Harmonic tuners

Harmonic Tuners are impedance tuners which allow tuning impedances at harmonic frequencies independently.

Whereas "harmonic tuning" can be obtained using wideband tuners behind frequency Diplexers or Triplexers, it is

Focus which has created the true harmonic tuners:

•In 1998 Focus introduced the PHT (Programmable Harmonic Tuner), which uses exchangeable resonators to generate high Γ(2Fo) and/or Γ(3Fo) over 360° phase rotation (US patent 6,297,649); this product is discontinued.

•In 2004 Focus invented the Multi-Harmonic Tuner - MPT-MHT which represents the breakthrough in Tuner Technology of the last 10 years (US patent 7,135,941, filed March 2004).

HIGHLIGHTS:

High Gamma MPT tuning

MPT Tuning Accuracy

MPT-Quattro

MPT-Lite

MPT allows pre-matching and harmonic tuning in Hybrid Active Injection Load Pull (HAILP).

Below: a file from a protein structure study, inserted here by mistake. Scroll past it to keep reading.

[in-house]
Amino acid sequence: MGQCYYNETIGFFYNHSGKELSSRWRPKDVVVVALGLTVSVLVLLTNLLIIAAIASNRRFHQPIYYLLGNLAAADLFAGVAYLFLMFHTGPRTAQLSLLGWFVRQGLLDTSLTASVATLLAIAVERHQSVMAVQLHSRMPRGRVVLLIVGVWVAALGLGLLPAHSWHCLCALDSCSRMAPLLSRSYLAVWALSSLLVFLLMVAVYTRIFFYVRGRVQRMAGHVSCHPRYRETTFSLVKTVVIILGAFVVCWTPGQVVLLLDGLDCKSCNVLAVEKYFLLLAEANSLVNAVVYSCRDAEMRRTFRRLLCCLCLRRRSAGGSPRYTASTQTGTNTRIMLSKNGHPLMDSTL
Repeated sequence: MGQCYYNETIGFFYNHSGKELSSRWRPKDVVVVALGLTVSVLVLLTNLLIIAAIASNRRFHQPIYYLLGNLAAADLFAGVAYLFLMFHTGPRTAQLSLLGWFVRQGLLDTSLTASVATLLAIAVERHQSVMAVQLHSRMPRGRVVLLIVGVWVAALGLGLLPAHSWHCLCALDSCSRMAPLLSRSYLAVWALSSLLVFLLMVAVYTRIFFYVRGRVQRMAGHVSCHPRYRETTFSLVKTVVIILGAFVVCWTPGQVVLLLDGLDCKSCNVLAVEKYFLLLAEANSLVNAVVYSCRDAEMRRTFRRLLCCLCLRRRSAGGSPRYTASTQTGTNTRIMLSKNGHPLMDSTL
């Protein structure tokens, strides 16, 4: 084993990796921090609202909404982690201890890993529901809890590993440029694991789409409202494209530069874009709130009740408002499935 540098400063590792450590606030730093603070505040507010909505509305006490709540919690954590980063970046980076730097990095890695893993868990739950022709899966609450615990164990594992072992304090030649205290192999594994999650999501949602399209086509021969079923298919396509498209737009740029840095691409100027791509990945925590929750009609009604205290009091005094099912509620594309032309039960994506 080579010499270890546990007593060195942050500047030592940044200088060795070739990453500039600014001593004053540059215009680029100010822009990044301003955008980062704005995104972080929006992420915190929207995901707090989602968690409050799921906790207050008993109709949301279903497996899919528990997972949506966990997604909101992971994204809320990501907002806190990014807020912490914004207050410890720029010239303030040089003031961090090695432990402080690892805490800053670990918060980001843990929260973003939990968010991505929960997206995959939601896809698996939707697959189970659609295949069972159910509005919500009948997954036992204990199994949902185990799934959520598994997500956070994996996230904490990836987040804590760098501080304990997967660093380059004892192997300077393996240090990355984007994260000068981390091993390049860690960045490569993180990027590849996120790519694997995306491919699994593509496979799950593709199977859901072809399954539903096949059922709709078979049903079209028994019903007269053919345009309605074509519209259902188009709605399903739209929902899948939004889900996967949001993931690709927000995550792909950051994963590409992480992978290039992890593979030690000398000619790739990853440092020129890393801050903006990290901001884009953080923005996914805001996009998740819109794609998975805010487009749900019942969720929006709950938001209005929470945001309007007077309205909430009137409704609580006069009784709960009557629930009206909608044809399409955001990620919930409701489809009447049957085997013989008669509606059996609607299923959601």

HAILP is the solution for getting all the benefits of a passive and an active Load Pull systems in one setup. Active Load Pull is the only method that allows reaching the low internal impedance of power transistors, especially on wafer and at very high frequencies.

So far, the new Focus Microwaves HAILP system (Hybrid Active Injection Load Pull) is the active system that offers the best combination of performance, accuracy and cost. The system relies on the basic concept of using prematch electromechanical tuners for taking the impedance seen by the DUT closer to its conjugate output impedance, then complementing with active injection, the system can tune impedances anywhere in the Smith chart and beyond (г ≥ 1). The measurements themselves are travelling wavebased, performed using one of the following analyzers: Agilent’s PNA-X or Rohde and Schwarz’s ZVA. With the introduction of prematch tuners, the amplitude of the feedback injection signal stays within reasonable values. In traditional active systems, the power amplifier has to produce tremendous power for compensating for the strong mismatch between the injected signal and the DUT, taking the cost of the system to the roof and reducing its frequency range.

More about on our Newsletter here.